- Created by: amyquince
- Created on: 06-06-19 15:14
- NATURALISM - the idea that moral values can be correctly defined by obersavtion of the natural world
- MORAL REALISM - the belief that right and wrong actuall exists; they are real properties
- COGNITIVISM - the belief that moral statements are subject to being either true or false
- naturalists believe that ethical terms are meaningful
VERSIONS OF ETHICAL NATURALISM
- there are different versions of ethical naturalism, but all have the idea in common that moral values canbe defined and discovered by some aspect of the world around us. they are known empirically.
- AQUINAS - (natural law) would hold to a theological naturalism. the world has a god-given order built into it. moral values can be worked out by understanding our god-given purpose and observing the natural order.
- F. H. BRADLEY - argued that it is possible to understand our moral duties by observing out position or station in life. although to some extent this is outdated and has a hint of victorian class divisions, it could be argued that certain roles eg. nurse do seem to have more moral duties attached to them
- BENTHAM AND MILL - utilitarian thinkers argue that we can discover right and wrong by discovering what actions lead to pleasure a pain. by observing that stabbing someone causes them pain, we can infer that this action is wrong.
NATURALISM AND ABSOLUTISM
- Ethical naturalism links very strongly to the idea of absolutism; however, they are not necessarily the same thing.
- one way of arguing for ethical naturalism is to use the thinking of Natural Law, the moral values that we discover when we consider purpose do indeed create absolute rules.
- equally there could be a utilitarian form or naturalism. however, if a thinker believes that right and wrong are linked to pleasure and pain, there may be more relative moral truths discovered.
OBJECTION TO NATURALISM - HUME
- David Hume
- fact-value distinction or 'is-ought' problem
- when we consider an action such as murder we can describe the facts empirically - using statements involving the word 'is' - but we then move towards more moral claims involving 'ought' and 'ought not'.
- hume suggests that no matter how closely we examine the situation itself we will not be able to empirically see or hear the 'wrongness' of such an action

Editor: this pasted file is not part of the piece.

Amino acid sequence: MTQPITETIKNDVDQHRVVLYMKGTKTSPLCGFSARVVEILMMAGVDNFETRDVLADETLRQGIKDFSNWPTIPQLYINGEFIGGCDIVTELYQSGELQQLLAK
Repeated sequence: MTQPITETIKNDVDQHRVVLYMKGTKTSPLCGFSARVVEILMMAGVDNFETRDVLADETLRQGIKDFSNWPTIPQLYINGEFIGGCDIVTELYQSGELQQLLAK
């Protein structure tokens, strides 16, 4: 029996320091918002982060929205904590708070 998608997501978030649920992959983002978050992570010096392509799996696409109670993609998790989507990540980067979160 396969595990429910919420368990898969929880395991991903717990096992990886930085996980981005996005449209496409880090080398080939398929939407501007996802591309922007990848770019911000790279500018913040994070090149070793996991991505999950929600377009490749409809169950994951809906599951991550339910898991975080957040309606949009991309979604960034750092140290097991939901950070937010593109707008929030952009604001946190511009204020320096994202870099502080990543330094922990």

- the idea that moral truths are indefinable and self-evident.
- moral truths cant be discovered by observation of the world
- right and wrong not able to be defined but are self-evident - able to know them by our intuition
- moral realist theory - moral facts or truths do exist and is also cognitivist
- like naturalists, believe that ethical terms are meaningful
- moore identifies naturalistic fallacy (the idea that it is a mistake to define moral terms with reference to other non-moral or natural terms) as the key error that naturalism makes. for any natural property - for example, pleasure - we can still ask the question, 'is pleasure really good?' the fact is that it is possible to answer 'no' shows that pleasure (and other natural properties) are not the same as 'good'.
- we dont recognise goodness through empirical facts; the 'good' is self-evident to our intuition.
- moore uses the analogy with the colour yellow to explain how this intuition might work. if we were asked to describe yellow or present an argument that an object was yellow we would find the task difficult. we only answer the question 'what is yellow?' by pointing to an object that is yellow. we are similarly able to recognise goodness. it cannot be defined but it can be shown or known.
- moore explains the difference between simple and complex ideas: complex ideas - for example a horse - are ideas that can be broken down into parts; the head, neck, legs etc. simple ideas such as the colour yellow cannot be divided into parts. moore states that goodness is a simple idea and simple ideas are grasped by intuition.
- takes Humes 'is-ought' challenge seriously
- there is a widespread agreement on moral intuitions
- defends the existence of moral facts
- people can have different intuitions on a topic
- it is not clear what this strange phenomenon of 'intuition' is
- idea of an extra ability that is not able to be analysed by the senses seems far fetched.
- the idea that moral statements are not statements of fact, but are indicators of emotional states.
- believes that there are no moral truths; moral statements are based on feelings or approval or disapproval.
- anti-realist theory, believing that there are no moral facts
- non-cognitivist theory - statements made about right or wrong are not subject to truth or falsity
- ethical statements are meaningless
VIENNA CIRCLE AND VERIFICATION PRINCIPLE
- background of emotivism found in the work of logical positivists and philosophy of Hume
- verification principle put forward by logical positivists suggests that statements are only meaningful if (1) they are analytic statements (true by definition) or (2) they are synthetic statements that are verified by the senses.
- hume had previously argued that moral judgements were feelings or sentiments rather than factual judegments
- when we observe the facts of a situation we are unable to see the rightness or the wrongness
- agreed with the logical positivists on the verification principle
- his weak version of it says that we should only view statements as meaningful if we can say how we could verifiy them
- as moral statements are neither logical nor provable by the senses then this means that they are factually meaningless
- argues that it is important to look at what ethical statements are for rather than look for 'meaning'